Dearest readers,

Possum LivingHow did you like our first book club selection, Dolly Freed’s Possum Living: How to Live Well Without a Job and With (Almost) No Money? I thoroughly enjoyed it—aside from some mild retching at the thought of removing a turtle’s gallbladder (a necessary step for a proper snapper soup)—and came away feeling amused, inspired, and challenged. But enough about my insights; I’m much more interested in your inklings.

In the first chapter, Freed writes, “People don’t own possessions, their possessions own them,” and, “We have and get the good things in life so easily it seems silly to go to some boring, meaningless, frustrating job to get the money to buy them, yet almost everyone does. ‘Earning their way in life,’ they call it. ‘Slavery,’ I call it.”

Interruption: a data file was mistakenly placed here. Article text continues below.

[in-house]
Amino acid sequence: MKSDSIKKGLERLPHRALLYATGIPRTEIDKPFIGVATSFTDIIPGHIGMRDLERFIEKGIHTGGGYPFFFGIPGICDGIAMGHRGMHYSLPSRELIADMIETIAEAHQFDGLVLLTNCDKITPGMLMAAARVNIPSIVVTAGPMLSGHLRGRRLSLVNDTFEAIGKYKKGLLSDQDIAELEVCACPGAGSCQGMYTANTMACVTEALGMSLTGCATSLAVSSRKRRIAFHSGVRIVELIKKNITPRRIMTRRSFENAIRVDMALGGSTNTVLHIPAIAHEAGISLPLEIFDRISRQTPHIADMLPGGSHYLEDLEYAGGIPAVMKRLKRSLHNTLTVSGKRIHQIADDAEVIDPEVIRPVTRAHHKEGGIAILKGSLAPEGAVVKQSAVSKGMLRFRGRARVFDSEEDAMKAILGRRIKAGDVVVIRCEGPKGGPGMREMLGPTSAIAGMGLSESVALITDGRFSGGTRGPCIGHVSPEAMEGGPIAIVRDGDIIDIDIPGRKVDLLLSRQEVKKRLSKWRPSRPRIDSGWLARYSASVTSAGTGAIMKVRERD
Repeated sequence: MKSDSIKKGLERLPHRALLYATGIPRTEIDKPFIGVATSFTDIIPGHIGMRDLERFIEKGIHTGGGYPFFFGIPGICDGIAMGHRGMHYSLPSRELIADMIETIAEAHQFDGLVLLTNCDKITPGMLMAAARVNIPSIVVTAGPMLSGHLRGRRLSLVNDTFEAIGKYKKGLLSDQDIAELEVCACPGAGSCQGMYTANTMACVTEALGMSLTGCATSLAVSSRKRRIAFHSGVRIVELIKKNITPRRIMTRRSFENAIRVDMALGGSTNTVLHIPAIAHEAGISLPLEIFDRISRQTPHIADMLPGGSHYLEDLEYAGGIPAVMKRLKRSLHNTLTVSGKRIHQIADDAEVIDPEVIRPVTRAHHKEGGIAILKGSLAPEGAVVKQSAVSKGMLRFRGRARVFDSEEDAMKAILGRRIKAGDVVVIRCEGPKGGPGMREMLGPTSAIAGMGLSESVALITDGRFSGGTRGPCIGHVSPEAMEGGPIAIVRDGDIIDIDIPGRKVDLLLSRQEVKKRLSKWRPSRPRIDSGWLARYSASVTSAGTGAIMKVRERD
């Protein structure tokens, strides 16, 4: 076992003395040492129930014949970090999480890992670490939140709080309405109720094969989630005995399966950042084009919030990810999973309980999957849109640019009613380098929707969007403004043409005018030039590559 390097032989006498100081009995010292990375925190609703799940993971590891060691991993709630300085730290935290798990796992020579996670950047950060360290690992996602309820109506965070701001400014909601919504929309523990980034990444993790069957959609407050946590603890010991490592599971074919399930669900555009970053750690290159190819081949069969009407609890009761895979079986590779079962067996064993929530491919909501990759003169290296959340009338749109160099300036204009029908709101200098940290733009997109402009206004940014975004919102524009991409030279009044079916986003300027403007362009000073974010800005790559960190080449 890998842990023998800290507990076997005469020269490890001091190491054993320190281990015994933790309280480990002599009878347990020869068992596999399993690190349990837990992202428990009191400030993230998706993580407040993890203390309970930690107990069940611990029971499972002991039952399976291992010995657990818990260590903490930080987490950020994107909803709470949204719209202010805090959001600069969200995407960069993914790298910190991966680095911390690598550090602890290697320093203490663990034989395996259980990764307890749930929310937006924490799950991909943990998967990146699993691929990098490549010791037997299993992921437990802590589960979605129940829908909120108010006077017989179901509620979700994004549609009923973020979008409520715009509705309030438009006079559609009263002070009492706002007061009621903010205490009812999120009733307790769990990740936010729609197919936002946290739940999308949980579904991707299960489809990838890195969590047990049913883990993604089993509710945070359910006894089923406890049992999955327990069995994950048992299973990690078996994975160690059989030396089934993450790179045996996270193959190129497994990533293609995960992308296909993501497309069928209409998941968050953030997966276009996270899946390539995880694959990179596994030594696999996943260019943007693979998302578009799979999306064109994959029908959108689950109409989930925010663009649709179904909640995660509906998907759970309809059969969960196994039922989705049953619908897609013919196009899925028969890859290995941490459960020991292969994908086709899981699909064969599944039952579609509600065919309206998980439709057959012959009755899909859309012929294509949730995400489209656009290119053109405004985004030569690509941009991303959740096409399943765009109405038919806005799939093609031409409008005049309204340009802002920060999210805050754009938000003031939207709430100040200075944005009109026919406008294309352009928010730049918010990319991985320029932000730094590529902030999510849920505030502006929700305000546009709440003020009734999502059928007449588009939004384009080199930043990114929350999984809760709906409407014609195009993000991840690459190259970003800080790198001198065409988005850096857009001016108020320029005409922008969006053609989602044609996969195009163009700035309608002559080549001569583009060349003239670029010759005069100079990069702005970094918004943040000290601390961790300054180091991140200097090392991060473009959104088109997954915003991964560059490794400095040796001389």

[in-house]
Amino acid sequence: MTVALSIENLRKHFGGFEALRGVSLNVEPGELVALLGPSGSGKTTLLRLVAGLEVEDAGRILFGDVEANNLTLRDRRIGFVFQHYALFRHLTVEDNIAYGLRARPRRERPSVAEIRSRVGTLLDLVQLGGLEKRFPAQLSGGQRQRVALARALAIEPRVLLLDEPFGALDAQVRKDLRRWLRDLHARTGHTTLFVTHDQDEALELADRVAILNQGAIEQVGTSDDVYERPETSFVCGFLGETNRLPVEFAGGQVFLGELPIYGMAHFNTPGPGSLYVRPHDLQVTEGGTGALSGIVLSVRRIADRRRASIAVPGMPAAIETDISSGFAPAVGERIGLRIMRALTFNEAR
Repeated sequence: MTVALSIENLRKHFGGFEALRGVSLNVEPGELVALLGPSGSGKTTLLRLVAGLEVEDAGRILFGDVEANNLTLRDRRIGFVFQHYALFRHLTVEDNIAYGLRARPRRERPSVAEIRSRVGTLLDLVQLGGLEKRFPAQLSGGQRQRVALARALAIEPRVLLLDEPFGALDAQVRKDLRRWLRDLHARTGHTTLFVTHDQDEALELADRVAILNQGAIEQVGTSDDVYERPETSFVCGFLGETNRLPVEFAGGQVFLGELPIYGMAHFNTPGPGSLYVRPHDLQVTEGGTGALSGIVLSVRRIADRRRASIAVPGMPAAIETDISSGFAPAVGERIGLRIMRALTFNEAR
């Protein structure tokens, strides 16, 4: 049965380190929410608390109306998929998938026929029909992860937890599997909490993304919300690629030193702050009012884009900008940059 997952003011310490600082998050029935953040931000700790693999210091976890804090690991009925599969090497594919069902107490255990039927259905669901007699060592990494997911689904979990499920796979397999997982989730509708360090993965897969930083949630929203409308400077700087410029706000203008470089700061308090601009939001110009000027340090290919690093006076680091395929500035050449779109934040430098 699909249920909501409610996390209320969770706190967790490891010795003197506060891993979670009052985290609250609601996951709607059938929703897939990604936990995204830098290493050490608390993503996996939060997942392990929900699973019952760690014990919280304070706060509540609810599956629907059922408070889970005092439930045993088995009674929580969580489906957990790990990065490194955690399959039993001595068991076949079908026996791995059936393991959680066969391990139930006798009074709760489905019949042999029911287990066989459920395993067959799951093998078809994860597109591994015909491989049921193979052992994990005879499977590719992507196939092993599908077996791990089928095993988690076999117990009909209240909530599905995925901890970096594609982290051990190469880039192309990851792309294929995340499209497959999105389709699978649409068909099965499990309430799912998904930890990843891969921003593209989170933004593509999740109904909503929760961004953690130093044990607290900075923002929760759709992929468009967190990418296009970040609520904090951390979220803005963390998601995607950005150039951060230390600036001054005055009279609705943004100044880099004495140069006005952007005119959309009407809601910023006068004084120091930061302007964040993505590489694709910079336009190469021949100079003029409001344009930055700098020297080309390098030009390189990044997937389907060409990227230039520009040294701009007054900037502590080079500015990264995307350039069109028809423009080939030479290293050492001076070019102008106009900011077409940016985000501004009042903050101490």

What do you think about what Freed’s saying here? Do you think you’re a slave to your job or possessions? I saw a distinct connection between this concept and Annie Leonard’s The Story of Stuff, in which Leonard describes the neverending treadmill of working to buy stuff, collapsing exhaustedly after work in front of the TV, where we’re told to buy more stuff, going back to work to earn more money to buy said stuff, and so on. What do you think about the relationship between Freed’s and Leonard’s messages?

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Let’s get the discussion rolling in the comments below. I’ll pop in with feedback throughout the day. And stay tuned tomorrow for more queries and conversation starters. We’ll stick with the Possum Living discussion through Friday, when I’ll announce the next book selection, which we’ll be dissecting in May. (You can follow along with all the book club posts here.)

Rat racily,

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